LONG BEACH — The school district has turned up the heat in its two-year dispute with city officials over classroom funding, labeling a new city-commissioned study "grossly deficient."
At the same time, the district blasted city officials for their "continuing cavalier treatment of and arrogant disregard for the schools in the community."
The harsh language was included in the district's first written response to an environmental study of proposed changes in a plan that would allow dwellings to be built in more of the 421-acre Downtown Redevelopment Zone.
"It's unbelievable to me that the report could be issued showing no impact at all on the school district," E. Tom Giugni, superintendent of the Long Beach Unified School District, said in an interview.
The environmental study--and the tough school district response--are scheduled to be considered Nov. 11 by the City Council and the Redevelopment Agency, which must certify the adequacy of the environmental report. The district response was delivered to city planners late last week and distributed to the school board on Monday.
Also included in the district's response was a request for $72 million in city assistance to pay for three new schools. But Mayor Ernie Kell said that amount is unrealistic, especially in light of recent passage by the Legislature of funding that would bring the district about $3 million to $5 million a year if it is signed by the governor.
The district's comments follow two years of disagreement between the city and its rapidly growing school district about how much City Hall should contribute for new classrooms.
1985 Suit Withdrawn
The district filed a lawsuit in 1985 to try to force city officials to assess fees on developers or provide other money to the 66,000-student school district, which is already at capacity and projects an enrollment of 91,400 by 1994.
It eventually withdrew that suit, saying it wanted to improve relations with the city. But now, 13 months later, it has secured no city commitment to help.
The sharpness of the district's response to the new study reflects school officials' increasing frustration, Giugni said. "The only progress I see at this point is that we're still talking with the city," he said. Giugni and City Manager John Dever are scheduled to meet to discuss the issue next week, Giugni said.
In its response, the district maintains that city consultants gathered too little information before concluding that only 13 students will be among the 3,494 people who will live in the 1,839 additional dwellings that the downtown redevelopment plan would allow.
"Projecting only 13 more students for the remaining 25 years of project activity is irresponsible," said the document written by school facilities administrator Mary Anne Mays and approved by Giugni. Overall, the environmental study "lacks integrity" because it does not consider the severe effect downtown redevelopment has had on schools on its periphery and elsewhere in the city since 1975, the district said.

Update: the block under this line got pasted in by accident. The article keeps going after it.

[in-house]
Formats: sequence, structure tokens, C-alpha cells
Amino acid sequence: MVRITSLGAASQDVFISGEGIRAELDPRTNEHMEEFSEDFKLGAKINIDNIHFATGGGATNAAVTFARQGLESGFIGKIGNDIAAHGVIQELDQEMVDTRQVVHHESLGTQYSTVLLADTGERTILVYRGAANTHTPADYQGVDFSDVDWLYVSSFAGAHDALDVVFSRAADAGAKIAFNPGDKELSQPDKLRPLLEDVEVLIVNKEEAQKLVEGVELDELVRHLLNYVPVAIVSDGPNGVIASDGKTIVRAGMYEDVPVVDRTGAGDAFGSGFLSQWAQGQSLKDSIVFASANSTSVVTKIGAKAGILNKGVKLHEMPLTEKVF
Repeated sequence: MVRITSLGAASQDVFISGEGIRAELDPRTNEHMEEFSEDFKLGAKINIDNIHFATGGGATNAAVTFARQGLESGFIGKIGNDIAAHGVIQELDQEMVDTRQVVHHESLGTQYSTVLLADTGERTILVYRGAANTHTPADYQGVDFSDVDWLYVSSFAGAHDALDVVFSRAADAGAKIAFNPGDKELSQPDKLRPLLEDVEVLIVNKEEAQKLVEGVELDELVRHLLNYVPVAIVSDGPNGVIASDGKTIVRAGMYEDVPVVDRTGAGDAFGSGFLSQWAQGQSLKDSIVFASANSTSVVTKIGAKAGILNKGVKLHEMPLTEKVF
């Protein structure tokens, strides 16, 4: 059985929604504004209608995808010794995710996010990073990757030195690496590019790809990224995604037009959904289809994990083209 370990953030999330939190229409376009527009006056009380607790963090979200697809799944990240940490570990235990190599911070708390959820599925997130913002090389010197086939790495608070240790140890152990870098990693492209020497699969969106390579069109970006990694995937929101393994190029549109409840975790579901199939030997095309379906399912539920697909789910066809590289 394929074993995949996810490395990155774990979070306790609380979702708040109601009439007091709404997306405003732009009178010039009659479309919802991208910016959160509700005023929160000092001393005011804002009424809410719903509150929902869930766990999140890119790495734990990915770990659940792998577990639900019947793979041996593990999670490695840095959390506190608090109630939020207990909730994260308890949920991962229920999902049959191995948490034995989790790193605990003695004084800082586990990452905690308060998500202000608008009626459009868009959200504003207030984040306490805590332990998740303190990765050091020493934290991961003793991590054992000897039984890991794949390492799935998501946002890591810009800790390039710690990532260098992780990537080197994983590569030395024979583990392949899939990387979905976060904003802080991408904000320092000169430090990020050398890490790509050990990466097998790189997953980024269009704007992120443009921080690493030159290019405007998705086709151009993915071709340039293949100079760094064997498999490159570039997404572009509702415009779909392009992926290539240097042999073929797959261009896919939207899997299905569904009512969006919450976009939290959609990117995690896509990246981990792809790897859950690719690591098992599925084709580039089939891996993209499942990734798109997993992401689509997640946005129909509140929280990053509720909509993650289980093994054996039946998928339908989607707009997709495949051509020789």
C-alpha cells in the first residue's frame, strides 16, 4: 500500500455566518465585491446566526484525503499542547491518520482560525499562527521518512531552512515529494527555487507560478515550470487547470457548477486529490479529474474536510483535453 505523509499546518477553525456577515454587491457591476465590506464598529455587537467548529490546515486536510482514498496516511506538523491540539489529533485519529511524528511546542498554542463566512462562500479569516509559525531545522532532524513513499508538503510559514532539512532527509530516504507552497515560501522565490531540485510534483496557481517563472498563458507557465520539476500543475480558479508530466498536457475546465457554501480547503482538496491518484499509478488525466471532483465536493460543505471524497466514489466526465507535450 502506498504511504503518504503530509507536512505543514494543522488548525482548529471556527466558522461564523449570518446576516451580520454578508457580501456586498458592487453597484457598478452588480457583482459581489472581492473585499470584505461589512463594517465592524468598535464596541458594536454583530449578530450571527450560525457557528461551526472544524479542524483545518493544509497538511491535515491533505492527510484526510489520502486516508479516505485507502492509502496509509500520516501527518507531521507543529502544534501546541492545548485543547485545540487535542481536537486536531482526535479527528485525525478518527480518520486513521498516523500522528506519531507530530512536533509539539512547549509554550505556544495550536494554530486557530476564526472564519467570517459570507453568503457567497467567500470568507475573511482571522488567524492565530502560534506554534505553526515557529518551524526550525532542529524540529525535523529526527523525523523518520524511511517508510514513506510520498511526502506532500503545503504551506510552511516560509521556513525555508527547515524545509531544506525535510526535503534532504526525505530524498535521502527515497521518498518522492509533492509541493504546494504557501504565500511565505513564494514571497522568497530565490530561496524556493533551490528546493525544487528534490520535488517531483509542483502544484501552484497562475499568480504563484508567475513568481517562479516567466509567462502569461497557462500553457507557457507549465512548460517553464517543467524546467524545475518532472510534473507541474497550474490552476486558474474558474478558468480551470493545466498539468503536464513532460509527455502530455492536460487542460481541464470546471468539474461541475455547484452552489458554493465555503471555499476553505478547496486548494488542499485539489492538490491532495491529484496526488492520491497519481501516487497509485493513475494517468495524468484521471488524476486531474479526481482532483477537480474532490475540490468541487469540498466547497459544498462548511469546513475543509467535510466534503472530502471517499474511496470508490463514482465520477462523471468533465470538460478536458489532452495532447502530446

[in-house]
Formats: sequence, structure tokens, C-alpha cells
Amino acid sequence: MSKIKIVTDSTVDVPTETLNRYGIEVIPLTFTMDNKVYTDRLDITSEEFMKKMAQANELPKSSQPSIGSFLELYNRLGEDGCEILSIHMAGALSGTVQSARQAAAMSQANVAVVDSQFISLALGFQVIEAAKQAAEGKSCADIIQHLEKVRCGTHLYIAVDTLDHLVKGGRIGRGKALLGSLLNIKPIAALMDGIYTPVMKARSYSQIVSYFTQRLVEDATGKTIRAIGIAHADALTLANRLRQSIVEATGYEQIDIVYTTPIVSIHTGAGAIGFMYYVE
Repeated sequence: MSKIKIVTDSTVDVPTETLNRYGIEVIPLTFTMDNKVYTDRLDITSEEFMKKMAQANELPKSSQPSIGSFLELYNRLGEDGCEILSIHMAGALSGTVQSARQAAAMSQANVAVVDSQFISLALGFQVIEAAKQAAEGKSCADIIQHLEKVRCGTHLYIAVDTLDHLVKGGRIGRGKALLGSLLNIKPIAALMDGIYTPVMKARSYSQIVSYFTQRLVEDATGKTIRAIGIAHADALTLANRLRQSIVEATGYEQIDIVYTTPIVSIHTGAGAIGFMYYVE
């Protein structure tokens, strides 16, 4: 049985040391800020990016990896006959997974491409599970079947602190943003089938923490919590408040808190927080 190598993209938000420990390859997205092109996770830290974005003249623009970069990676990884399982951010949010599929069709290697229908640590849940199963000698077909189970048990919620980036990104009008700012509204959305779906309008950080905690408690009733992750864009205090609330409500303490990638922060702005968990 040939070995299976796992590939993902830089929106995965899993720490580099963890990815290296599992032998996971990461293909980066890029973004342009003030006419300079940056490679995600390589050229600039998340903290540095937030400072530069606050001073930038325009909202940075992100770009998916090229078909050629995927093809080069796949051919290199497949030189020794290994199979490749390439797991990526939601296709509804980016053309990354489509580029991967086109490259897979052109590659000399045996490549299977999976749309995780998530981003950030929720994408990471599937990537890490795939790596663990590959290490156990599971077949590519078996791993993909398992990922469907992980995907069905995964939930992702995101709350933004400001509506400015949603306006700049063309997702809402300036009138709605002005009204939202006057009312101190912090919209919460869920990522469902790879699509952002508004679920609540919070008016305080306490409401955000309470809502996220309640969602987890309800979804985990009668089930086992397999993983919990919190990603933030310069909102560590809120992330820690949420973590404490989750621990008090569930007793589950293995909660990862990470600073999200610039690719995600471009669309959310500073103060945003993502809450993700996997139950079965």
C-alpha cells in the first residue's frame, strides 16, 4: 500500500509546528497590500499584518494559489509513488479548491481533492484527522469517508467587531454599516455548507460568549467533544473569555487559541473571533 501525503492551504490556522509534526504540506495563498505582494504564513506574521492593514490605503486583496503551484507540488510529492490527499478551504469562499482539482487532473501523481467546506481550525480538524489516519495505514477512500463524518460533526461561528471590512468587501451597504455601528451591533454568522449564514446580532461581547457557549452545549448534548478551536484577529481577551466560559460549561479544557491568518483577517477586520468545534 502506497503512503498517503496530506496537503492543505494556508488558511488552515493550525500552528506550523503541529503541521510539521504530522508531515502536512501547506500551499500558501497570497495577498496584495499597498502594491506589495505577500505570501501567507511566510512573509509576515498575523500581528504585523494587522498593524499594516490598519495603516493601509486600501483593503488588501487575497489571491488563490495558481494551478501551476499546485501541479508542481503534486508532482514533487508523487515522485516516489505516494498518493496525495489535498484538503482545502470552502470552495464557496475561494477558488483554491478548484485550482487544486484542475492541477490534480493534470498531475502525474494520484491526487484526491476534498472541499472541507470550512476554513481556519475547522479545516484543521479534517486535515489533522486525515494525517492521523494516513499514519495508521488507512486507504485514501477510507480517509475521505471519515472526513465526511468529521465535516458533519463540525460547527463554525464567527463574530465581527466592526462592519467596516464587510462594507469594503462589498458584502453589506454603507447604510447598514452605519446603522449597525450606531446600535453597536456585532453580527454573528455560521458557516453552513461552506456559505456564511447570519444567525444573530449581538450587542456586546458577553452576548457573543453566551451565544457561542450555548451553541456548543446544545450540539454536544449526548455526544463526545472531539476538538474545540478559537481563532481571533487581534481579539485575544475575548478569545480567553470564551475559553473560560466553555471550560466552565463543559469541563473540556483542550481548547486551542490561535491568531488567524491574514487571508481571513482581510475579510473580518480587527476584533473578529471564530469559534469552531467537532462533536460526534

Written Response Due
Roger Anderman, executive director of the Redevelopment Agency, would not comment on such specific allegations, but said he will issue a written response by Oct. 20.
He did say, however, that the goal of the environmental report was to look only at the effect of proposed amendments to the redevelopment plan, not at the overall effect redevelopment may have had on school enrollment. "There was no requirement to look beyond that narrow issue," he said.
The report's projection of only 13 students for the 1,839 additional dwellings is based on a survey of 415 existing downtown apartments and condominiums similar to those allowed under the amended plan. Only three school-age children live in those dwellings, the report says.
Residents of the new dwellings--many of which would be bachelor apartments or have just one bedroom--are expected to be single persons or young couples without children, the report said. It concluded that after the 1,839 additional homes are built there will be one less school-age child on the 12 blocks affected by the amendments.
School officials, however, insist that it is time for the city to look at the bigger picture--the effect a projected 30,000 new dwellings citywide will have on local schools during the next 15 years.
Giugni said new construction throughout the city, including growth spawned by downtown redevelopment, already has filled local schools to overflowing. And Mays cited issuance of about 2,645 residential building permits over a 12-month period ending in June as evidence of that continuing boom.